This post was first published on the author’s Remotely Balkan blog, and is re-blogged here with permission.
This post is by Laura Wise. Laura is an Analyst on the Global Justice Academy’s Political Settlements Research Programme. Her research interests include minority mobilisation, state-society relations, and conflict management in South-Eastern Europe.
The Balkan Express is no more.
Replaced by luxury international coaches from Vienna to Sarajevo, with on-board toilets that work, Wi-Fi, and conductors who serve drinks, gone are the potholed, unreliable minibus journeys that make classic travellers’ tales for the Western backpacker. Last month I made a fleeting visit back to the Balkans; the kind of trip where you spend hours on the aforementioned buses just to meet friends for coffee. It was also a chance to reunite with rakia, and revisit bars where the pop-folk of Dado Polumenta is an acceptable choice of music. However, most of my conversations and experiences kept returning to a more sobering topic: Europe.
The integration debate in the Balkans is nothing new. But since I left Serbia last year, the ideals and assumptions that my generation always took for granted in the European Union have begun to crumble, one by one. Whilst countries and people queue to enter, the UK considers Brexit, debating the matter in terms of which option will keep the most “others” out of this green and pleasant land. And as the EU integration process is privately given up for all but dead by Western Balkan pundits, the consequences of increasingly restricted borders becomes a bigger concern for the nature of EU conditionality, and its relationship to migration on the edge of Europe.
In February, Austria began to unilaterally limit the number of refugees who can claim asylum daily, a further blow to the Schengen dream, and one which caused panic further down the Western Balkans migration route. Faced with becoming a waiting room for refugees barely treated as human, Slovenia, Croatia, Serbia, and Macedonia have followed suit with restrictions of their own. Inspired by common decency and their personal experiences of displacement in the 1990s, communities in the Balkans had previously extended greater respect to their fellow mankind than the desired destinations in Western and Northern Europe, although this goodwill was not guaranteed to last.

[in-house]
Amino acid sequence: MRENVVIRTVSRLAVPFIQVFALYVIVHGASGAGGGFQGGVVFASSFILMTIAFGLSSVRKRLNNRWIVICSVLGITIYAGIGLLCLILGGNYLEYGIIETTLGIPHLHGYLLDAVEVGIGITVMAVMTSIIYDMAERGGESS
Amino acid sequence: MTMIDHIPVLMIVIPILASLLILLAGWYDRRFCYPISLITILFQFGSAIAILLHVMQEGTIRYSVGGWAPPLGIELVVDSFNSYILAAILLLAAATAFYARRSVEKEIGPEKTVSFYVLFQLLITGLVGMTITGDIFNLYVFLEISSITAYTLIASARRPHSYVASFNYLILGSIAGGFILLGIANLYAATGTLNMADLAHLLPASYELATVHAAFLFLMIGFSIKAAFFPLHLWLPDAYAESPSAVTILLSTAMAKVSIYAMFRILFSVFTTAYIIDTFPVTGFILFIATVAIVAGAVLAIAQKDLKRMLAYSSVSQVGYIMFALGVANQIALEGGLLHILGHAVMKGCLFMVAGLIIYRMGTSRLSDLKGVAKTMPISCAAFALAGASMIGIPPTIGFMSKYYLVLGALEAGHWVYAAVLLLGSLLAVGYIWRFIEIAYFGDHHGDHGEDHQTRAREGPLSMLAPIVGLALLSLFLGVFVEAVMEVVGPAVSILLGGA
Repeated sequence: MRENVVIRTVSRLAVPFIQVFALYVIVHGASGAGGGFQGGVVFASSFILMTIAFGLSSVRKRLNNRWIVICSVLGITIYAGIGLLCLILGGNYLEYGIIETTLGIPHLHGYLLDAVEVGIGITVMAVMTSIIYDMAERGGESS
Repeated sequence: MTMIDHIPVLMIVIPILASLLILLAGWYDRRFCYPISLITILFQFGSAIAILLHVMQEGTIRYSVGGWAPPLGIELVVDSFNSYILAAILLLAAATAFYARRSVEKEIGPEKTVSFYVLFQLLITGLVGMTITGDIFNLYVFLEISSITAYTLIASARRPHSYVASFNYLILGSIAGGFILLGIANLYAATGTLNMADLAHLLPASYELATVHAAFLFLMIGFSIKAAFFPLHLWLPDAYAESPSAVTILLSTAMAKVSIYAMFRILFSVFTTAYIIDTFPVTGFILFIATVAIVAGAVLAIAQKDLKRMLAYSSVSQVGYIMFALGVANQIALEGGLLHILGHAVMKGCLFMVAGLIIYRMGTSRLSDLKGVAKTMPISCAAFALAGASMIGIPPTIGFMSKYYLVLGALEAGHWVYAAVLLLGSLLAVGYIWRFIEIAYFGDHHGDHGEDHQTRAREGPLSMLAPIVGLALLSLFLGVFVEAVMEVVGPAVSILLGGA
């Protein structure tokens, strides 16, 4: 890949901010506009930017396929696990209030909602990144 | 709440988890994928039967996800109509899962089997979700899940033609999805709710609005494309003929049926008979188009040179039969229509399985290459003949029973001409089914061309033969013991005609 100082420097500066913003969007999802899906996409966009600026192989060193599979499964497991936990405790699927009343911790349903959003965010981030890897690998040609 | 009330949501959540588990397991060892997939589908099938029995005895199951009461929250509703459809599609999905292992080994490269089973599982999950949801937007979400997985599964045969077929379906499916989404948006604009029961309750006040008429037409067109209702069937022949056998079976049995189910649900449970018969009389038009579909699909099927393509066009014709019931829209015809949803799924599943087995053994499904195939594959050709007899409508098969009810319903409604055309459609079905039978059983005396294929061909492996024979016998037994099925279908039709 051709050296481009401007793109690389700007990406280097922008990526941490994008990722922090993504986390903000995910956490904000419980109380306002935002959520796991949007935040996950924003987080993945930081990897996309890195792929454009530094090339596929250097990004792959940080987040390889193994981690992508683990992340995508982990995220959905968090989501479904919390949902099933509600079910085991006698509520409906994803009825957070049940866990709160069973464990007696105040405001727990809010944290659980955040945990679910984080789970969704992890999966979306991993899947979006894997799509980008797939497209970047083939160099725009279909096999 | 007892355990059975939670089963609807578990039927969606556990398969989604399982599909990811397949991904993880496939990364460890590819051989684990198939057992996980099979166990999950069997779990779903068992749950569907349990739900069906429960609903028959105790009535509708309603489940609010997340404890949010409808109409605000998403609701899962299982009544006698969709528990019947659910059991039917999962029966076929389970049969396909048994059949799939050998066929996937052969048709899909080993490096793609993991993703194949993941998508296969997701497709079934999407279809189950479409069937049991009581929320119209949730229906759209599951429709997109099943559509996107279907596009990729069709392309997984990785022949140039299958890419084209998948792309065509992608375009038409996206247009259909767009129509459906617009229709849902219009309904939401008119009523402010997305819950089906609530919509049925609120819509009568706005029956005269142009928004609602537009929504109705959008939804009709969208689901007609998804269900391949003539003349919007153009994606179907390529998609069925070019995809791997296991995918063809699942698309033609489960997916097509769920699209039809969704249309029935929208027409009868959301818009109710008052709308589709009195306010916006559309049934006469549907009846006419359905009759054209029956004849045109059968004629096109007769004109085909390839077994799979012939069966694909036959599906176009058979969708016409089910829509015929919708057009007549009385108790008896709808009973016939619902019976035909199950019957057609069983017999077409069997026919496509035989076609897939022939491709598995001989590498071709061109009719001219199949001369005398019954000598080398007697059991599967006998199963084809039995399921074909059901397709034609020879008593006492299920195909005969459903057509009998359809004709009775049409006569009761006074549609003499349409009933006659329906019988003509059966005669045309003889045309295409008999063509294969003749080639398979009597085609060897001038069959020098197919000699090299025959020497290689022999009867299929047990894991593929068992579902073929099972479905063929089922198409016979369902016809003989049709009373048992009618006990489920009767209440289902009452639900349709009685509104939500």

Ever the pragmatist, in an interview with BBC Newsnight earlier this year, Prime Minister Alexander Vucic went to great pains to emphasise that Serbia has had the most compassionate and “European” response to refugees, by facilitating free passage through its territory and not using tear gas against vulnerable people (having learned a valuable lesson in PR from the horrific scenes at the Greek-Macedonian border last year). But he goes on to promise that if the directive from Brussels would be to close the border and return migrants to Macedonia, then rally the riot-police! For Europe’s wish is Serbia’s command. Perhaps Vucic could ask Vetevendosje (Self-determination) party leader Albin Kurti to borrow some tear gas from the ongoing Kosovo Assembly protests, thus bringing an exciting twist to the Pristina-Belgrade normalization dialogue.
Of course, the Copenhagen-plus criteria for Balkan entry to the EU has not yet been termed as a trade-off for acting as a buffer zone against the thousands of desperate people seeking shelter in Europe from war, violence, and poverty. But with the latest EU “plan” appearing to be little more than a ‘visa liberalisation for migrants’ deal with Turkey, the potential rewards available to candidate states in the Balkans for “closing” the Western Balkans migration route might not go unconsidered by political leaders such as Vucic, who is, when it comes to migration, truly European.
Despite some truly disturbing experiences in Vienna – apparently Nazi salutes are back – the most surreal moment of the trip was the ease of crossing these precarious border zones. Rows of shiny new barbed wire are visible, but not for us European passport holders is the experience of waiting for hours in a field without basic facilities. The efficiency and banality of our mobility is palpable. Waiting at a checkpoint, my fellow passengers smoke and discuss the latest developments in Austria, and an outspoken Serbian woman reassures the group that the changes are “not because of us, but because of them”. Whilst tired young men sitting in Vienna’s Hauptbahnhof are racially profiled for identification, our white faces are barely looked at by the Hungarian border guards who wave us through. Our European-ness having been validated, the coach drives off, more coffee is served, and I am once again out of the Balkans, with no idea what this border will be like when I return.